Socialists Force Bank Of America To Fund 'Green Economy'
In a strange announcement, Bank of America this week pledged an eye-popping $50 billion in loans for "renewable energy" projects — windmills, solar panels and hybrids — over the next 10 years.
The Charlotte, N.C.-based bank joins a number of other large banks making green commitments amid complaints from environmental groups that they finance coal extraction, the new bugaboo of the left.
Wells Fargo has already committed $30 billion in green payola. JPMorgan Chase has pumped nearly $7 billion into renewable energy projects.
BofA upped the ante just one month after five radical greenies climbed Bank of America stadium in Charlotte, N.C., and unfurled a 70-foot-wide banner rebranding the stadium the "Bank of Coal."
A group called Rainforest Action Network took credit for the stunt. A San Francisco-based green version of ACORN, founded by an anti-capitalist Obama donor, RAN wanted to highlight BofA's funding of coal plants, which it claims cause global warming.
"The same way that banks are foreclosing on American homes, they're foreclosing on our climate," claimed RAN chief Becky Tarbotton, echoing Obama's rhetoric. "Bank of America is top of the list."
Days later, RAN sent its goons to BofA's annual meeting. They demanded the bank stop funding coal mining — specifically mountaintop clearing — and "expand investments in renewable energy."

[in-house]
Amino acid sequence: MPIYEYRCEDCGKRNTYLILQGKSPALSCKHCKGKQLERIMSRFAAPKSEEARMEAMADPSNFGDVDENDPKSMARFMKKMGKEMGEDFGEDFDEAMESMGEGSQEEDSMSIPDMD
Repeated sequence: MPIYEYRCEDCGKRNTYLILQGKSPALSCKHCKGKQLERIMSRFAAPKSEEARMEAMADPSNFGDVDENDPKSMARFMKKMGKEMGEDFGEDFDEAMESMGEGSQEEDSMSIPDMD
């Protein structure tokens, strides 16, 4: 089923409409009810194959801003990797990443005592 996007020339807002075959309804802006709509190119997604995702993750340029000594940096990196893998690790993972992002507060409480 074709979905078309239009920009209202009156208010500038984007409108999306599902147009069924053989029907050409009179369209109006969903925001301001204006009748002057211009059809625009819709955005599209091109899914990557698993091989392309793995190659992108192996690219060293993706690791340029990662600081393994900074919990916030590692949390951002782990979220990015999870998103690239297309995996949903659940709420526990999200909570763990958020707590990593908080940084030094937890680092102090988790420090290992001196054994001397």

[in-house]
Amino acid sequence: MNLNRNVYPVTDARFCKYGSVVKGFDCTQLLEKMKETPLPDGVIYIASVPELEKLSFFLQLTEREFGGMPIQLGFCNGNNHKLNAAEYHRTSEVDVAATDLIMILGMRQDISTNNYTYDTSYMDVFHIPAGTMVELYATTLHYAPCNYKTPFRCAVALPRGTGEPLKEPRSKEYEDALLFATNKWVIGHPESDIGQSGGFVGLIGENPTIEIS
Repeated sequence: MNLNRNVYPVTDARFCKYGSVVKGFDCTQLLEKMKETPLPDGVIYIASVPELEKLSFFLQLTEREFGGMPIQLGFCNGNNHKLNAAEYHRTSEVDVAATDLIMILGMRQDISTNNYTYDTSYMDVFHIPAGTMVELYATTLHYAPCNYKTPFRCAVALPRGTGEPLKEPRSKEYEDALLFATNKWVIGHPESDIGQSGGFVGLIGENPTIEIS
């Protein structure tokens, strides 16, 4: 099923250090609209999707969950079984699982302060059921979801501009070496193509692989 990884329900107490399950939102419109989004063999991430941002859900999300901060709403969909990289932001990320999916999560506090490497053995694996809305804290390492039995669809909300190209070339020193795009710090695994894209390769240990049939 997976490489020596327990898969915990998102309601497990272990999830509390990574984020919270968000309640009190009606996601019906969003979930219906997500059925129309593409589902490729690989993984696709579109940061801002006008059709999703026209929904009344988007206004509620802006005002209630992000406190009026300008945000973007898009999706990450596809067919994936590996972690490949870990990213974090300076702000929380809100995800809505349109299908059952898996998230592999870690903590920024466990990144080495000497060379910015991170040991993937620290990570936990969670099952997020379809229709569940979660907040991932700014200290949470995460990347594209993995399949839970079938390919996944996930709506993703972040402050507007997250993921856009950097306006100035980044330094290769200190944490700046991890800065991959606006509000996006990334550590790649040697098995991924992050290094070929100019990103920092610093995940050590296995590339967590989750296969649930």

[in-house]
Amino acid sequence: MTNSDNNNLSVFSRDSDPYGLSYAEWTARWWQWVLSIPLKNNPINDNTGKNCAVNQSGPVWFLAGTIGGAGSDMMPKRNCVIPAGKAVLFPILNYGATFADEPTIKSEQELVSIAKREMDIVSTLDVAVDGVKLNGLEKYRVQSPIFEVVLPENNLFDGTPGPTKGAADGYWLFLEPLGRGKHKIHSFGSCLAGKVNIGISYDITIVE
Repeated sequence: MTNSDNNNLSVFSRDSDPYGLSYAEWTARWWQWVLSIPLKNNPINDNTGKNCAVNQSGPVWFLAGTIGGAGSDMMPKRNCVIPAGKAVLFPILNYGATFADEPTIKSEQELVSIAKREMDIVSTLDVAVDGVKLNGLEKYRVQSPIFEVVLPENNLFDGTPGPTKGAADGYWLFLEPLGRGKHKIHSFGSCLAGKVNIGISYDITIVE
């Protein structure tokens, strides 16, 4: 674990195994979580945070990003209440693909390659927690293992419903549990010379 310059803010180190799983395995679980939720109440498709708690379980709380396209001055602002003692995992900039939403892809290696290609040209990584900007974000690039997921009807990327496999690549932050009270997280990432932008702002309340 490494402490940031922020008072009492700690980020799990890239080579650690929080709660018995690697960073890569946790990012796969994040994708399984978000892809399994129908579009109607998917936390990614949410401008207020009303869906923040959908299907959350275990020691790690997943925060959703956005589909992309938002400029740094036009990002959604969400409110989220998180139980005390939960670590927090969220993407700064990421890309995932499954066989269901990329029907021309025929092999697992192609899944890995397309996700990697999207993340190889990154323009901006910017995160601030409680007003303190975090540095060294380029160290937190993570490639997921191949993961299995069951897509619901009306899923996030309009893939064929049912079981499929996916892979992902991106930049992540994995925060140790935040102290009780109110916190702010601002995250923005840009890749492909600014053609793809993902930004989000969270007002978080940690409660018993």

BofA, in turn, agreed to stop funding mountaintop mining and start funding windmills, even though coal is a more cost-efficient energy source — and far more profitable than alternatives.
"We recognize our responsibility to take action to reduce our environmental footprint," the bank said. "We are helping to build a low-carbon economy through strategic investments and financing."
Why would the nation's largest bank let tree huggers dictate its investments? The same reason it agreed to underwrite billions in risky mortgages in response to threats from ACORN and other housing shakedown groups: to protect its corporate brand.
Just like banks didn't want to be labeled "racists" then, they don't want to be branded "polluters" now.
And extortionists like RAN, who play dirty, attacking bankers on vacation and at graduation speeches, prey on that fear. Their subversive tactics work. They know CEOs will pay them off if they apply enough pressure.
Only, BofA, Wells Fargo, Citibank and other banking giants already paid off housing-rights groups literally trillions of dollars in mortgage commitments in the run-up to the housing crisis. Yet, they're all being sued now for lending discrimination.